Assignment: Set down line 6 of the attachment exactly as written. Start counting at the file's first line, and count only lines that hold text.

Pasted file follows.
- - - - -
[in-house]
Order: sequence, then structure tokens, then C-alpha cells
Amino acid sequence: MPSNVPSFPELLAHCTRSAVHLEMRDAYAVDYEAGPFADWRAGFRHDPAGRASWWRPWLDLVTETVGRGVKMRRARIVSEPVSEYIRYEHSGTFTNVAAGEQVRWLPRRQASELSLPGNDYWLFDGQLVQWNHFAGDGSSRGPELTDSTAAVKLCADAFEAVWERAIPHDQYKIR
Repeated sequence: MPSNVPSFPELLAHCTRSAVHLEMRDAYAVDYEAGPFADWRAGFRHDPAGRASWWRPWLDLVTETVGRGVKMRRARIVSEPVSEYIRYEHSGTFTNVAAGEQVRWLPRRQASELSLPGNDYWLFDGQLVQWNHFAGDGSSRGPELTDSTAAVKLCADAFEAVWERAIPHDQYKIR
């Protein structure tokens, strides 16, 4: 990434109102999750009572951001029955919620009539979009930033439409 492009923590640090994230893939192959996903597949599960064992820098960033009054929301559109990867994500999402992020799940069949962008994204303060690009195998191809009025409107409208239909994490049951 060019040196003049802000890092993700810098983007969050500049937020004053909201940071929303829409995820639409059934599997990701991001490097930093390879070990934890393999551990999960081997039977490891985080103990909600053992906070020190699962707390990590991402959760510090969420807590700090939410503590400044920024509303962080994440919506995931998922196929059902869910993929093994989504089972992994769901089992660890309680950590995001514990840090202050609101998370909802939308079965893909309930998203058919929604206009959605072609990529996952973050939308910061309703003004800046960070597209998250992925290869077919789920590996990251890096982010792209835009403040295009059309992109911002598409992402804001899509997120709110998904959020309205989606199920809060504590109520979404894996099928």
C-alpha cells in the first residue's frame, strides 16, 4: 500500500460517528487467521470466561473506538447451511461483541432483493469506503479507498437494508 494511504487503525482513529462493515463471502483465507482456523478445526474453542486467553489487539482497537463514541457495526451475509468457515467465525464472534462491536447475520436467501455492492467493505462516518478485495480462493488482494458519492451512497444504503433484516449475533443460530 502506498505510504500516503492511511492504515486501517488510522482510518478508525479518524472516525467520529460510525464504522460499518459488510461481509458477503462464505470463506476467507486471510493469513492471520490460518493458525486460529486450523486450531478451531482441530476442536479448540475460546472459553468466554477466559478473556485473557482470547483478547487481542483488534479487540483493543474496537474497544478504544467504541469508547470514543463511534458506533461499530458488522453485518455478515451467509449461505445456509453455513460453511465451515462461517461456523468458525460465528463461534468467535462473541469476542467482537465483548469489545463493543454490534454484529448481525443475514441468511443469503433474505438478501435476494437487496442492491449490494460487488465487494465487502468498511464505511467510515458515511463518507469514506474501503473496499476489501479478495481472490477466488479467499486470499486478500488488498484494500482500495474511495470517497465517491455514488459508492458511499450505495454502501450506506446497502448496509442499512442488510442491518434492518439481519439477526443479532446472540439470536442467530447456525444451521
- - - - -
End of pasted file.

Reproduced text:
C-alpha cells in the first residue's frame, strides 16, 4: 500500500460517528487467521470466561473506538447451511461483541432483493469506503479507498437494508 494511504487503525482513529462493515463471502483465507482456523478445526474453542486467553489487539482497537463514541457495526451475509468457515467465525464472534462491536447475520436467501455492492467493505462516518478485495480462493488482494458519492451512497444504503433484516449475533443460530 502506498505510504500516503492511511492504515486501517488510522482510518478508525479518524472516525467520529460510525464504522460499518459488510461481509458477503462464505470463506476467507486471510493469513492471520490460518493458525486460529486450523486450531478451531482441530476442536479448540475460546472459553468466554477466559478473556485473557482470547483478547487481542483488534479487540483493543474496537474497544478504544467504541469508547470514543463511534458506533461499530458488522453485518455478515451467509449461505445456509453455513460453511465451515462461517461456523468458525460465528463461534468467535462473541469476542467482537465483548469489545463493543454490534454484529448481525443475514441468511443469503433474505438478501435476494437487496442492491449490494460487488465487494465487502468498511464505511467510515458515511463518507469514506474501503473496499476489501479478495481472490477466488479467499486470499486478500488488498484494500482500495474511495470517497465517491455514488459508492458511499450505495454502501450506506446497502448496509442499512442488510442491518434492518439481519439477526443479532446472540439470536442467530447456525444451521